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Driving Tour of African American History in Mobile Alabama
Item 14 of 16
This marker commemorates the remarkable story of Wallace Turner, an African-American slave who managed to escape to freedom in July-early August, 1864. At this location once stood the home of Collier Minge, Wallace's last owner. Wallace tried to escape slavery four times before being successful on the fifth. He was driving his owner's carriage home when a harness broke, flipping the carriage over on its side. Wallace was nearly killed by a passing carriage. When he arrived at the home, Collier's wife scolded him. Wallace replied aggressively then ran off. He was discovered a week later, taken to a "whipping house" and whipped 95 times by Collier, who then told Wallace to walk home. However, Wallace did not and began his long journey to freedom. Eventually, he made his way to Fort Gaines, which was recently captured by Union forces, where he finally obtained his freedom (see below for details).

The marker is located on the sidewalk next to the Saenger Theatre Mobile.

The marker is located on the sidewalk next to the Saenger Theatre Mobile.
Wallace was born in Snowhill, North Carolina in 1847. His slave mother was 15 years old but his father was the white owner (around a quarter of a million slaves were born to white fathers). He was sold to Hector Davis, of Richmond, Virginia in 1860. Hector owned a slave auction house and netted a fortune from the business. Wallace was then sold to James Chalmers from Alabama in 1863. That same year Wallace once again was sold, this time to Collier. Each time he tried to escape during these years he was beaten and whipped severely.

When he walked out of Mobile on that July day, so began his three week journey southward along the western shore of Mobile Bay (he tried to return to North Carolina on this previous attempts). Through alligator infested swamps, terrible weather, and prying eyes of Confederate troops and slave catchers, he walked for 25 miles undiscovered. At the bay, he managed to find a row boat which he then used to try to row to Fort Gaines (which he could see from the bay; he also heard the sounds from the Battle of Mobile Bay, which resulted in a Union victory led by Admiral Farragaut), over which flew the Union flag. As he was rowing a squall appeared and nearly sunk his boat before seeing another boat carrying Union soldiers. They brought Wallace to Fort Gaines, where he provided the Union with important information about Mobile. He was then given a choice to join a Black regiment or become a cook for a white officer. Wallace chose the latter, and eventually entered Mobile with Union troops. After the war, he was able to go to North Carolina and gather his mother and half siblings; they then settled in New York. He worked as a poor general labor for the rest of his life, but nevertheless died a free man thanks to his sheer will power.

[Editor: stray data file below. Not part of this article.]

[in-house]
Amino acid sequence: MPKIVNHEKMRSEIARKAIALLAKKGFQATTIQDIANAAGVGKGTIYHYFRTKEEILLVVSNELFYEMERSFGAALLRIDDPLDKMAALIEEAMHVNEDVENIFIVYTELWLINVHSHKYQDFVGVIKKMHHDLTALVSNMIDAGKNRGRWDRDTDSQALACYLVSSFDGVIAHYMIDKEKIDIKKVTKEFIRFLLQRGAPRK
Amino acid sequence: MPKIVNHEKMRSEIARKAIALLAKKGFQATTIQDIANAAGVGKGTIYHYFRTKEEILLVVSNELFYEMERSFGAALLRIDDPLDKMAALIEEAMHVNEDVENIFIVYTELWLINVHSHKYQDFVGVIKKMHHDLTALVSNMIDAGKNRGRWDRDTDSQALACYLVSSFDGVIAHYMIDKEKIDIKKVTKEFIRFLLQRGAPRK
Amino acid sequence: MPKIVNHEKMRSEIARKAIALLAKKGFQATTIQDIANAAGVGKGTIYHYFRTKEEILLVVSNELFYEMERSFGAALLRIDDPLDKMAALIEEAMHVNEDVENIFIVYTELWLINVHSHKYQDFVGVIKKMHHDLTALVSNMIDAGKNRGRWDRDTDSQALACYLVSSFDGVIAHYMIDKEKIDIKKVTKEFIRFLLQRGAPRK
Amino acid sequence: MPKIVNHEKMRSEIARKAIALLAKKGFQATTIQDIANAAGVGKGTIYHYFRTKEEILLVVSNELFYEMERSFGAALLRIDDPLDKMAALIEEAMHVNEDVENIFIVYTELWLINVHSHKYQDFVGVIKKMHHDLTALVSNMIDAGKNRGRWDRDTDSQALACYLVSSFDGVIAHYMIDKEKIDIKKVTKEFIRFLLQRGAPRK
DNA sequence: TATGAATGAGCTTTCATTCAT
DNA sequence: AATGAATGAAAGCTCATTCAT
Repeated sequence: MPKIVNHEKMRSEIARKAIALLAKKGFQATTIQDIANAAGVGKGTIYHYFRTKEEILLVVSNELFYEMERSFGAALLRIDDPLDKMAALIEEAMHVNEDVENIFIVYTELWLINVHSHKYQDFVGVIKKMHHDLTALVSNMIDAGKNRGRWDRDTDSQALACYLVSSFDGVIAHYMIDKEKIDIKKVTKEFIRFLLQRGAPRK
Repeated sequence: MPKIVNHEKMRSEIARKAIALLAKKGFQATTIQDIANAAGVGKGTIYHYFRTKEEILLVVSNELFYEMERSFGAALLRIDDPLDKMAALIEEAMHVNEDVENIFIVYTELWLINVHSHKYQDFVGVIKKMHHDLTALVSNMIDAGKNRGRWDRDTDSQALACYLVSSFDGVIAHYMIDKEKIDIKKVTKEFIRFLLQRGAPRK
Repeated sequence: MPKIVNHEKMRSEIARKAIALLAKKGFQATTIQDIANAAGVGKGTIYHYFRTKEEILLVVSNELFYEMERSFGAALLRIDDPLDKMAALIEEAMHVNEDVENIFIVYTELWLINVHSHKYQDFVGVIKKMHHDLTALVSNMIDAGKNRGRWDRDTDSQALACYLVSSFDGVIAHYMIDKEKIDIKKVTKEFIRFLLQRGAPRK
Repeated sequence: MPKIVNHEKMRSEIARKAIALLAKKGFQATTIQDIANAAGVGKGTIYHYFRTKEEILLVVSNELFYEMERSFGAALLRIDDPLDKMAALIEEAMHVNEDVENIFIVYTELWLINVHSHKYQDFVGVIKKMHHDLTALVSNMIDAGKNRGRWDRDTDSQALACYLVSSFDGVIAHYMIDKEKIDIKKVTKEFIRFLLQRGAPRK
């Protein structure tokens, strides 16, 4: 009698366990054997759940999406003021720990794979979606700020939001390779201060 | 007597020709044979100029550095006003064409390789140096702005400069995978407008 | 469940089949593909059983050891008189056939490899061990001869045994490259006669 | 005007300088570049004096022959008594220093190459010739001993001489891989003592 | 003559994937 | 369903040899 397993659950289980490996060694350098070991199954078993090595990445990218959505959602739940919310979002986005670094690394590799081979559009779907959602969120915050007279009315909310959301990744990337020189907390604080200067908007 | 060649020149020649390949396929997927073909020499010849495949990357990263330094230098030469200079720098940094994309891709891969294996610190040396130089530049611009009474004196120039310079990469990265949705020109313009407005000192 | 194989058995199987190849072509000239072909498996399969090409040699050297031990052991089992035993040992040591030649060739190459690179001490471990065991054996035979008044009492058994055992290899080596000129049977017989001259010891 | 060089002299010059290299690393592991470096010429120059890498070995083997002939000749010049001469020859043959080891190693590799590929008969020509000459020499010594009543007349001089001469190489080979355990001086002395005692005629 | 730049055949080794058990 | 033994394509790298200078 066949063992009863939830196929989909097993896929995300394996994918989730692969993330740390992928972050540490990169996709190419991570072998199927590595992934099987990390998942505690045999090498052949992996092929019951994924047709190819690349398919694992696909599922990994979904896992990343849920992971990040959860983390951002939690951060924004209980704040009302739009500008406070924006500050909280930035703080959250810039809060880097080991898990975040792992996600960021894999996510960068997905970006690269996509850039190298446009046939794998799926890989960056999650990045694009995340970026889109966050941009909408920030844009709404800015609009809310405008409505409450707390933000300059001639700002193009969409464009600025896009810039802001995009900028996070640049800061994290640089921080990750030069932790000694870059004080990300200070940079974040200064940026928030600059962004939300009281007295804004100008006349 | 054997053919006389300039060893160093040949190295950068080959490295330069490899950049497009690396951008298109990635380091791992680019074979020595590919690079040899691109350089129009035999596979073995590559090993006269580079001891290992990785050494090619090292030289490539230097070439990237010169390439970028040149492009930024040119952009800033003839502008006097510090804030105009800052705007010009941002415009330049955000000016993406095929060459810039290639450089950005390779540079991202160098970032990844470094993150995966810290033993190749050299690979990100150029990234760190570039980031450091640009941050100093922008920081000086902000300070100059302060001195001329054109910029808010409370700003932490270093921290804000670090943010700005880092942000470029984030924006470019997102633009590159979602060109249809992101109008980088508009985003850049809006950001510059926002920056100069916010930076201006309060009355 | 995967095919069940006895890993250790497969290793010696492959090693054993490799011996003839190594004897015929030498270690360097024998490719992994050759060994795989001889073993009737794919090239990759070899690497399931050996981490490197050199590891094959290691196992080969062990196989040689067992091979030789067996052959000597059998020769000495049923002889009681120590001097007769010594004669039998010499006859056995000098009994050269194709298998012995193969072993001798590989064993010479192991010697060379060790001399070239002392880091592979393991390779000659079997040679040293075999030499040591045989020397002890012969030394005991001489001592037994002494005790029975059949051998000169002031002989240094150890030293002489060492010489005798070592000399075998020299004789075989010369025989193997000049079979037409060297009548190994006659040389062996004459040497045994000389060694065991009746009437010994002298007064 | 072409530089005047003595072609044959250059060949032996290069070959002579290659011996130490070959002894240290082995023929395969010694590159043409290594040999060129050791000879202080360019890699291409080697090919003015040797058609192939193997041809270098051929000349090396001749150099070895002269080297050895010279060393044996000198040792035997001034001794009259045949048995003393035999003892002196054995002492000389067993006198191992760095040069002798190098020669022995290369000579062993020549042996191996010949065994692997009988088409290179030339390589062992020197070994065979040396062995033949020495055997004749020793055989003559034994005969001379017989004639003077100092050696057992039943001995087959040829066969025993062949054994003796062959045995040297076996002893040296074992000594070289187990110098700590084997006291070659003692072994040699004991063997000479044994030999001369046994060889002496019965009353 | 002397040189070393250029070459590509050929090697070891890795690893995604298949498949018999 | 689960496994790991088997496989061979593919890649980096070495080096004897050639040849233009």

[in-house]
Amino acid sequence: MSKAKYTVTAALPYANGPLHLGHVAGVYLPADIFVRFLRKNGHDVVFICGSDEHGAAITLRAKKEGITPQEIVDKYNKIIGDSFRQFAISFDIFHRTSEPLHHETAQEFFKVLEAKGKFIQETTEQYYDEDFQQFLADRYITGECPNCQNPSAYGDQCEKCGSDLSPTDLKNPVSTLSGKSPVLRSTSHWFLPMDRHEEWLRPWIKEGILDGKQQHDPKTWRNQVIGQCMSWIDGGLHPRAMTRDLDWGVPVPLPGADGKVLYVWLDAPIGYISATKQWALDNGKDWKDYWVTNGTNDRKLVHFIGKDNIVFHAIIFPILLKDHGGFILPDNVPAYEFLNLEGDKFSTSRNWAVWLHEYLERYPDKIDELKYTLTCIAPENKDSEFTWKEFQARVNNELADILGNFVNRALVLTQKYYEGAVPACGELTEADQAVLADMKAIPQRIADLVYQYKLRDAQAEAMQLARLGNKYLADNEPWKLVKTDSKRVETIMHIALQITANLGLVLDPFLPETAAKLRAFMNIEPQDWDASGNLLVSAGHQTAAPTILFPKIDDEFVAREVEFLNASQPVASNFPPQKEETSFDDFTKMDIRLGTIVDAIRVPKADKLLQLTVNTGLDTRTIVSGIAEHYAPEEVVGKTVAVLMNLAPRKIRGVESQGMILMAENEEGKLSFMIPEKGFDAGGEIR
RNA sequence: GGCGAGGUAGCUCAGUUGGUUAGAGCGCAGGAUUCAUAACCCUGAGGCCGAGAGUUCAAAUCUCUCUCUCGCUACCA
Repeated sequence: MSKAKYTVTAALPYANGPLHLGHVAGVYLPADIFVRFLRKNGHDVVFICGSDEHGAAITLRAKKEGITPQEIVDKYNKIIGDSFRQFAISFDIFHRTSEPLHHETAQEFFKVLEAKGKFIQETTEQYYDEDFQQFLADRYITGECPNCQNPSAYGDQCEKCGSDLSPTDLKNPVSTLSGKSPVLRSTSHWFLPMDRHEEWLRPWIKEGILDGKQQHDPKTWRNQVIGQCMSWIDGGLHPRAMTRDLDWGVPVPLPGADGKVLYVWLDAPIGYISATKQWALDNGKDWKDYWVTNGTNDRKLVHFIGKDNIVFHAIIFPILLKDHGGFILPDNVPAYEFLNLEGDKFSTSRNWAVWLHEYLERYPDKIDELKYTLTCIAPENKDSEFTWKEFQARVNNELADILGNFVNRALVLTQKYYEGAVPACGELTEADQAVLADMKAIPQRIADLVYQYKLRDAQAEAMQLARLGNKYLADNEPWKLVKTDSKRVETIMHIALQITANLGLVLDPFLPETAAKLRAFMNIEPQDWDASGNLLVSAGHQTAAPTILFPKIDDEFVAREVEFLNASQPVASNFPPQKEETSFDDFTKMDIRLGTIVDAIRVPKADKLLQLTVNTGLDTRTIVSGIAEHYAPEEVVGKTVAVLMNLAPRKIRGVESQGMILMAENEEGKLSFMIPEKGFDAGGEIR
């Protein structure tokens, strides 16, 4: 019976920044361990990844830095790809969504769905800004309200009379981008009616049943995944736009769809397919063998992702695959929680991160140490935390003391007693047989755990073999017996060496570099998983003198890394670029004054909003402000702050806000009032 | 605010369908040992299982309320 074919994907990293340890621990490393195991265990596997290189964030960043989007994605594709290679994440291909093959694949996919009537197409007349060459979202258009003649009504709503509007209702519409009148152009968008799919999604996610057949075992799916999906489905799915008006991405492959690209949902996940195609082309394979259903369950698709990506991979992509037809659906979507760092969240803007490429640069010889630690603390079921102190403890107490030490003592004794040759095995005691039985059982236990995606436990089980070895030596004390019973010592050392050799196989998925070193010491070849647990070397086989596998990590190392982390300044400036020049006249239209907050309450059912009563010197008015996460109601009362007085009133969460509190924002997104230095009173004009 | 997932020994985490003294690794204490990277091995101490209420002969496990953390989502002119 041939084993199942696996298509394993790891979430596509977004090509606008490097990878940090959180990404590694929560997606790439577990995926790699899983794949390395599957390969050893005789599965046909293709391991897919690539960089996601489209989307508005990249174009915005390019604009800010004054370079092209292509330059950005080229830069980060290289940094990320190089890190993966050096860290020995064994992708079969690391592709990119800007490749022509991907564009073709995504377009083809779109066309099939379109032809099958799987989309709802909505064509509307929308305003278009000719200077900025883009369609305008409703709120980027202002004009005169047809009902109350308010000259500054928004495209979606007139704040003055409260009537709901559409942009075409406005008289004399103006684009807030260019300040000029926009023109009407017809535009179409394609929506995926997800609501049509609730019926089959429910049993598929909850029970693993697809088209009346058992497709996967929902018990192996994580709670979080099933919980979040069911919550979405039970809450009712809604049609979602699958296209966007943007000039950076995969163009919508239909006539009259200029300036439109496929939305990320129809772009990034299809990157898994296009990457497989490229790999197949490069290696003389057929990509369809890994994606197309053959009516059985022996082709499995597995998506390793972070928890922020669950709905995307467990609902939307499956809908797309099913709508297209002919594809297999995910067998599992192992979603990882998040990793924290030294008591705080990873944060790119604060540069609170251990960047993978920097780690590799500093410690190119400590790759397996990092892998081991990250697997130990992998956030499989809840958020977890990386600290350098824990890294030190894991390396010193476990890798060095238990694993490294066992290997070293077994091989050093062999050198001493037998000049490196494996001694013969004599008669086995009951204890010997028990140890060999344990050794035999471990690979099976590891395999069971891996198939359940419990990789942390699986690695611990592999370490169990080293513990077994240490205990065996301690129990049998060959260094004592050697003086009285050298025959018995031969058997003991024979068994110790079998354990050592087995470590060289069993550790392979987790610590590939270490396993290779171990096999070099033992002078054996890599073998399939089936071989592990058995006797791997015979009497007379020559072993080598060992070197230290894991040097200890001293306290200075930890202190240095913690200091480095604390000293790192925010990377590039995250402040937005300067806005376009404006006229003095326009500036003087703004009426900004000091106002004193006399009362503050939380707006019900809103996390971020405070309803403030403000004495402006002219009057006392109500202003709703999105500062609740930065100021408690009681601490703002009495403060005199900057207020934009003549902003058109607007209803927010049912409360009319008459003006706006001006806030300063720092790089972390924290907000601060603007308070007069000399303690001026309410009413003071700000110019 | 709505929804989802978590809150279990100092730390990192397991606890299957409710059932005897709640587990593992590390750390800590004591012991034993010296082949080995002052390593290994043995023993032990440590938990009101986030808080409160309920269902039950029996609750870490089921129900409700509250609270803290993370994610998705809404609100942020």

Blight, David. "A Slave's Audacious Bid for Freedom." American Heritage, 58, no. 5.
" Wallace Turnage." The Historical Marker Database. Accessed January 9, 2017.